The ‘Coal Tank’, One of the country's oldest working locos returns to steam in the snow at the Keighley & Worth Valley Railway.
One of the country's most historically important locomotives was officially relaunched into service at the Keighley & Worth Valley Railway on February 8. The 1888-built ex-LNWR 'Coal Tank' loco No. 1054 has been restored to running order by the Bahamas Locomotive Society (BLS) on behalf of its owners the National Trust, with major funding by the Heritage Lottery Fund (HLF) and help from the archives at the National Railway Museum (NRM) in York.
The Victorian loco has been described as one of the 20 most important locos because it represents a bridge between early locomotives and those of the 20th Century.
The K&WVR event saw No. 1054 haul a special train formed of two coaches owned by the Vintage Carriages Trust. It carried representatives of the BLS, National Trust, HLF, NRM and other VIPs on a full round trip over the scenic West Yorkshire line. Later it hauled a demonstration goods train and made several run-pasts at Ingrow before going on display in the station yard in the evening. Two days later the loco was a star attraction at the K&WVR's Winter Steam Gala from February 10-12.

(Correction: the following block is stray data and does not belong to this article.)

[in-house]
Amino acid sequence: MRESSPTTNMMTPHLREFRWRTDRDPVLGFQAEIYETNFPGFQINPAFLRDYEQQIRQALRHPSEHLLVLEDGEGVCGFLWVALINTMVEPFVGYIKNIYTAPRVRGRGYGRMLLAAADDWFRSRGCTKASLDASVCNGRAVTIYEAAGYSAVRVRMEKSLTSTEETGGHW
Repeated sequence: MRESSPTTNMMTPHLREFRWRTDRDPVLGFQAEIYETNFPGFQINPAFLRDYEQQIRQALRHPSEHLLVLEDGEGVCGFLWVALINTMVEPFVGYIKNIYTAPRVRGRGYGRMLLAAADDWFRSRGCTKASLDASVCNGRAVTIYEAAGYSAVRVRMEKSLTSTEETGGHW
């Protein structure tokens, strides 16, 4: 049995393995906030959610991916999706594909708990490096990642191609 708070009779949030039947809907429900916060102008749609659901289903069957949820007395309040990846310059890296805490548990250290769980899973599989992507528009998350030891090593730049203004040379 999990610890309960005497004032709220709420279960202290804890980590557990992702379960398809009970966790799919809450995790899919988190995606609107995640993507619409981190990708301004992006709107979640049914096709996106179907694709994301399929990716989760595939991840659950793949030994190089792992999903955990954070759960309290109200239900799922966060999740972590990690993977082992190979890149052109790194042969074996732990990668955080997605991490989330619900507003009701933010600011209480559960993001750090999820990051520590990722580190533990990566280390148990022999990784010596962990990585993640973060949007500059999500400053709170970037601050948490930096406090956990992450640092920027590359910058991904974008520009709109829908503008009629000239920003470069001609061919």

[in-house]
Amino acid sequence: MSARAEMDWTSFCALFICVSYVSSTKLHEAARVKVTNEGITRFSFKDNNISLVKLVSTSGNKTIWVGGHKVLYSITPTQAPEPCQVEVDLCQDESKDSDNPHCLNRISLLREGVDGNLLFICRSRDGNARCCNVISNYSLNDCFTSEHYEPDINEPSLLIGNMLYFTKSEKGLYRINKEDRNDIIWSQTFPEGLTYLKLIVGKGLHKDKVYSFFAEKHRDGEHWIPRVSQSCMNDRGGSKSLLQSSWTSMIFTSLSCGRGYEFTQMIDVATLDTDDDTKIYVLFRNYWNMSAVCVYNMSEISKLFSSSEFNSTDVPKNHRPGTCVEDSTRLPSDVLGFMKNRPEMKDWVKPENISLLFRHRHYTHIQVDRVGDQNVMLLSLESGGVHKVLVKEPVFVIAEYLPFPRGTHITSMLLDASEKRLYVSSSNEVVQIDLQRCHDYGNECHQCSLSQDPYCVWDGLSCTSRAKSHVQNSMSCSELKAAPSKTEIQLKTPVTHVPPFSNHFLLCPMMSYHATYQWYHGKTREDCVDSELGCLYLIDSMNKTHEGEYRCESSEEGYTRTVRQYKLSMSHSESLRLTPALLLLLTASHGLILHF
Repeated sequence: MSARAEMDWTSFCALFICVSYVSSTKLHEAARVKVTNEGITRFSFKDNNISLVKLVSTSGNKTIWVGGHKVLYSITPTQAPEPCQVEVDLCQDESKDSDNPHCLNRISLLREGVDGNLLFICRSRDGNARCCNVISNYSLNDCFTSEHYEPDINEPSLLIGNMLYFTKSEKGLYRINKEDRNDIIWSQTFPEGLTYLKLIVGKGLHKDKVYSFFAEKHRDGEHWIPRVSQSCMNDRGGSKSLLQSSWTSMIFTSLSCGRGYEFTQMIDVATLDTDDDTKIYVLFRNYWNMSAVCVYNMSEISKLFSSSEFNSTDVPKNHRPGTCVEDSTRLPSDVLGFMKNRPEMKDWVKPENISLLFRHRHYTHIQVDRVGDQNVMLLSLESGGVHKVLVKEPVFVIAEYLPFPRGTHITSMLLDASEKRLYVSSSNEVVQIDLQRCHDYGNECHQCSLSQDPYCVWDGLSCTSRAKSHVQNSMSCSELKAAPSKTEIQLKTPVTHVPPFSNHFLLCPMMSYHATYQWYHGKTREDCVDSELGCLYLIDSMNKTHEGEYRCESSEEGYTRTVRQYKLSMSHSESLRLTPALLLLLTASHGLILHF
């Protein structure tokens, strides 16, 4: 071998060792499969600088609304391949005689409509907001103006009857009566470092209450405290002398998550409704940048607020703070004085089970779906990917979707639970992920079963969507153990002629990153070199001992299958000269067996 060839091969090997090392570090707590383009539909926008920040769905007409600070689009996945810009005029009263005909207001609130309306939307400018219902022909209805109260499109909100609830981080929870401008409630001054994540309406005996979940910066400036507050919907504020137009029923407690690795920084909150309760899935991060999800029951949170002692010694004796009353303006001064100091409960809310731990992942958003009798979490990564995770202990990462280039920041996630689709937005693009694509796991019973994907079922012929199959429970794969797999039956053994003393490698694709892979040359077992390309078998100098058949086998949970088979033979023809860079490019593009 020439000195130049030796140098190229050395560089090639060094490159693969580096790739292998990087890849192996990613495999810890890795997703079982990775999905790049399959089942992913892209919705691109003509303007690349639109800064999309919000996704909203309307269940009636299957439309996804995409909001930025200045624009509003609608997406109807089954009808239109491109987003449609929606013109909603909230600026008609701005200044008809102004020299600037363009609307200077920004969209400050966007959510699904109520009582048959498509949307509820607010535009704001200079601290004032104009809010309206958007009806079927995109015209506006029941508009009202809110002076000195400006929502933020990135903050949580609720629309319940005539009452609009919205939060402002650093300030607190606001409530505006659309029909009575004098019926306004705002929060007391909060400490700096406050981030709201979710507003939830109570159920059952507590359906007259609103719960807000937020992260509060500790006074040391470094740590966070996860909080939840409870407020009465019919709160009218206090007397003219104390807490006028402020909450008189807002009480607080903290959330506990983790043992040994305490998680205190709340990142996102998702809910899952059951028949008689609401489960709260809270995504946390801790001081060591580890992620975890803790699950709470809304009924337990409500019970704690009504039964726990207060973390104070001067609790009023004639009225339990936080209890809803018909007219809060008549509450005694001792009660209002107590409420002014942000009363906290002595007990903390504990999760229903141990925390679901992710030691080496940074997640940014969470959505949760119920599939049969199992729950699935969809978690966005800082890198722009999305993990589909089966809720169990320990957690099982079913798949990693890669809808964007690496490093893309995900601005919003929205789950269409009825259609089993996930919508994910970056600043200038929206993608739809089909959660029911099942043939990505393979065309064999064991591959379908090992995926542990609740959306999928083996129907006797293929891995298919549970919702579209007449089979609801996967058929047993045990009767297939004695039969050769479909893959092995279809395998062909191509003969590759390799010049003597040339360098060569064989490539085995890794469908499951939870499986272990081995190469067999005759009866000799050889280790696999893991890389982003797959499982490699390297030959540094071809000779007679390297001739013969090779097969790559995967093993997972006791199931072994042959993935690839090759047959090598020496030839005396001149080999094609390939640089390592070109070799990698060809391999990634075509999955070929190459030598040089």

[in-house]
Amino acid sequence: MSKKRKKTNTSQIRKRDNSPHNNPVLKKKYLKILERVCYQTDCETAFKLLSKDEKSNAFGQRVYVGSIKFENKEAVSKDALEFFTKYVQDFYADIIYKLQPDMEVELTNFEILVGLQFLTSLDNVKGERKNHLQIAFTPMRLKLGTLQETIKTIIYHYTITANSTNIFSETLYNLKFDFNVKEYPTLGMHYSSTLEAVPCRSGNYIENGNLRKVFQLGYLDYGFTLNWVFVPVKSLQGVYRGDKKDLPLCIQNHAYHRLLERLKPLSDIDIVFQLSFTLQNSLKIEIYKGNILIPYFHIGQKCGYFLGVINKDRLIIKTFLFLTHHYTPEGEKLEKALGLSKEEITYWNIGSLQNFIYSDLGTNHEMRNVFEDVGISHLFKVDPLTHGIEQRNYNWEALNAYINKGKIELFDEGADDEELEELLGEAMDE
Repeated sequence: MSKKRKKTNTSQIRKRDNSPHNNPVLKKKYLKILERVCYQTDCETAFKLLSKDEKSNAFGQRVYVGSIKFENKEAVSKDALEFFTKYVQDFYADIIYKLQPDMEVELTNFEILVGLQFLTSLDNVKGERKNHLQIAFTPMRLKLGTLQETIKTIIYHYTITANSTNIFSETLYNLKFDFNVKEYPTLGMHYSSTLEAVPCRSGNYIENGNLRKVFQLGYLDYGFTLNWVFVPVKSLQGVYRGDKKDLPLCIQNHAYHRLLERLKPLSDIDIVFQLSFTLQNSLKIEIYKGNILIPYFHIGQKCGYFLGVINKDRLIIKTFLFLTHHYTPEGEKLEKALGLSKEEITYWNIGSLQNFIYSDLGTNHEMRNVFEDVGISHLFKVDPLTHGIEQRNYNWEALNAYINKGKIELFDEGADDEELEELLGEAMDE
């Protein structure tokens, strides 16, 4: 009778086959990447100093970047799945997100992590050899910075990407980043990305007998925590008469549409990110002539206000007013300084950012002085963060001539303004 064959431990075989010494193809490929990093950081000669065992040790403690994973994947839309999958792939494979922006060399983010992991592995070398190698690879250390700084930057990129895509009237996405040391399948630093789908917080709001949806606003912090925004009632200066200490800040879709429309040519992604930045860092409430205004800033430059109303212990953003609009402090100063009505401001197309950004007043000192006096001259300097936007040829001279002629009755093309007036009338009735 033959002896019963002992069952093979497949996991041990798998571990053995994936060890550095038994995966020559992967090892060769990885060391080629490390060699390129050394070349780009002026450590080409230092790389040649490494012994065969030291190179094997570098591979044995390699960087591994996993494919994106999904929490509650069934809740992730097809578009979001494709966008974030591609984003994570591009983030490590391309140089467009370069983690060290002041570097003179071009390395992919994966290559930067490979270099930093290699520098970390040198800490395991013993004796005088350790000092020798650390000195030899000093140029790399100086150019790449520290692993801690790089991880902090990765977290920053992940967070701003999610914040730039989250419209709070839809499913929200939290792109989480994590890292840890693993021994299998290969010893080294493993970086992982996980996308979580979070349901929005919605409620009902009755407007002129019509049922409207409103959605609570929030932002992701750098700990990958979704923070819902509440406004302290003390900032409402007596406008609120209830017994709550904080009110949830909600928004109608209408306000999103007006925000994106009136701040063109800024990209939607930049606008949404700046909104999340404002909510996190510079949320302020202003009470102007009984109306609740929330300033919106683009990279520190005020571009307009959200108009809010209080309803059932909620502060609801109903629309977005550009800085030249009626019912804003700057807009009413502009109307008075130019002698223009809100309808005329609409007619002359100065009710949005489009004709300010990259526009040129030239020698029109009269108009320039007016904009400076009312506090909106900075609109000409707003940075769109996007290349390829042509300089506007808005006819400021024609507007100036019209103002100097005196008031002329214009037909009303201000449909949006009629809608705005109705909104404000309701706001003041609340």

No. 1054 was built by the London & North Western Railway in September 1888 - one of a class of 300 engines based on an 1881 design. During its 70 years in service it worked from sheds at Aston, Edge Hill, Abergavenny, Bangor, Shrewsbury, Patricroft, Warrington, Plodder Lane, Bletchley, Craven Arms and Abercynon, and also worked on loan for the NCB for a period.
January 1939 saw the engine, then numbered 7799, withdrawn but it was reprieved as a result of World War II. In the early 1950s it had little work; no mileage was recorded in 1953 and ran for just 13 in 1957.
It was withdrawn as No. 58926 on 1 November 1958, but became the very first locomotive to be saved for preservation from funds raised by public subscription. It was bought for £500 in September 1960. After a visit to Crewe for repainting into LNWR livery, No. 1054 had a spell at the Railway Preservation Society’s Hednesford site before its ownership transferred to the National Trust in August 1963. It moved to Penrhyn Castle near Bangor in March 1964.
As restoration was not really possible at Penryn, the National Trust asked the BLS to become custodian of the loco and it was moved to the BLS's then headquarters at Dinting Railway Centre on the outskirts of Manchester in September 1973. Here is was restored and steamed for the first time in preservation on May 1980. The loco moved with the BLS to Ingrow in April 1990 and remained in use at various heritage lines until its boiler certificate ran out in December 1998.
Following a second extensive overhaul, supported by a £154,000 grant from the Heritage Lottery Fund and 13,000 man-hours of work, No. 1054 steamed again on 28 October 2011.
During the rest of 2012 the loco will embark on a series of visits around the country, including the Llangollen Railway in April, the rail.co.uk-supported 'Railfest’ at the NRM in June, and the Severn Valley Railway in September.